The Representation of the People Bill was subject to considerable parliamentary debate and amendments, but the main recommendations of the conference report were accepted. For men at least the principle was accepted that ‘suffrage is a personal right inherent in the individual, rather than a property right’, as for a householder. One change was a reduction of the voting age for those who served in the war from 21 to nineteen. On 19 June 1917 the clause on women’s franchise was passed in the Commons by 385 votes to 55. On 6 February 1918 the bill received royal assent.

Consequences for Ireland

Above: An illustration by Fortunino Matania of a woman casting her vote in the December 1918 general election. Only women over 30 who were householders or wives of householders could vote. (LIFE)

These reforms had important consequences for Ireland. In 1915 the Irish electorate numbered 697,337, while in 1918 it numbered 1,936,673. In 1911 electors in Ireland were 15.7% of the population, but in 1918 they were 44.1%. It has been reckoned that some 70% of Irish electors who voted in December 1918 did so for the first time. The gender, class and age profile of the electorate changed with the admission to the franchise of female voters and more young and socially diverse electors.

Polling for the general election took place on 14 December 1918, but counting of the votes began only on 28 December, to allow votes cast by soldiers abroad to be posted back to their home constituencies. When the results came in, they showed a changed political world in Ireland. Sinn Féin had achieved a major victory, winning 73 seats. Northern Unionists, including labour Unionists, had also won a major victory, taking 24 seats compared to seventeen in 1910. Partly owing to the existing first-past-the-post system of voting and the failure to introduce proportional representation, the IPP won only six seats and southern Unionists two.

How do we account for these important changes to the electoral laws, especially the enfranchisement of women? There was, many contemporaries argued, ‘a very real determination in the country to give those men and women who have served their country, whether in trenches, or in the factories or in dockyards, a voice in its development and reconstruction’. In the past, however, efforts to change the franchise had failed, usually owing to party rivalries.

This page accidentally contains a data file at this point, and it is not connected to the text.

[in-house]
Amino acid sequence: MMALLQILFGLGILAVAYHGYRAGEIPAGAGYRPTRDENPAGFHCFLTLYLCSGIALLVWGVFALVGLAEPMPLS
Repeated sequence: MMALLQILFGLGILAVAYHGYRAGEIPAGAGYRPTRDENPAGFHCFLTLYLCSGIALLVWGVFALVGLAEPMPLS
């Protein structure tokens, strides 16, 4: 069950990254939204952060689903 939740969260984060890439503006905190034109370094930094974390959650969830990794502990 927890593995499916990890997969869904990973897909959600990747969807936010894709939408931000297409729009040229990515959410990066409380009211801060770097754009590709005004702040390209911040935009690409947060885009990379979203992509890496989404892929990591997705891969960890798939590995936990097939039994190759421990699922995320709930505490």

What precipitated the reforms on this occasion was the threatened collapse of the electoral system caused by the war. This necessitated a major revision of the system, which brought various issues to the table, including female suffrage. In the making of the Representation of the People Act 1918, the work of the Speaker’s conference with its unique structure and approach played a vital part. The important role in these matters of the former Unionist MP for Dublin County South and the former leader of Irish Unionists, Walter Long, should be recalled.

 

Brian Walker is Professor Emeritus of Irish Studies, Queen’s University, Belfast.

 

FURTHER READING

Representation of the People Act, 1918, www.parliament.uk.

  • D. Rolf, ‘Origins of Mr Speaker’s conference during the First World War’, History 64 (210) (1979), 36–46.
  • B.M. Walker, ‘Parliament of the United Kingdom of Great Britain and Ireland, 1801–1918’, in T.W. Moody, F.X. Martin and F.J. Byrne (eds), A new history of Ireland, vol. ix. Maps, genealogies, lists: a companion to Irish history, part II (Oxford, 2011), 633–41.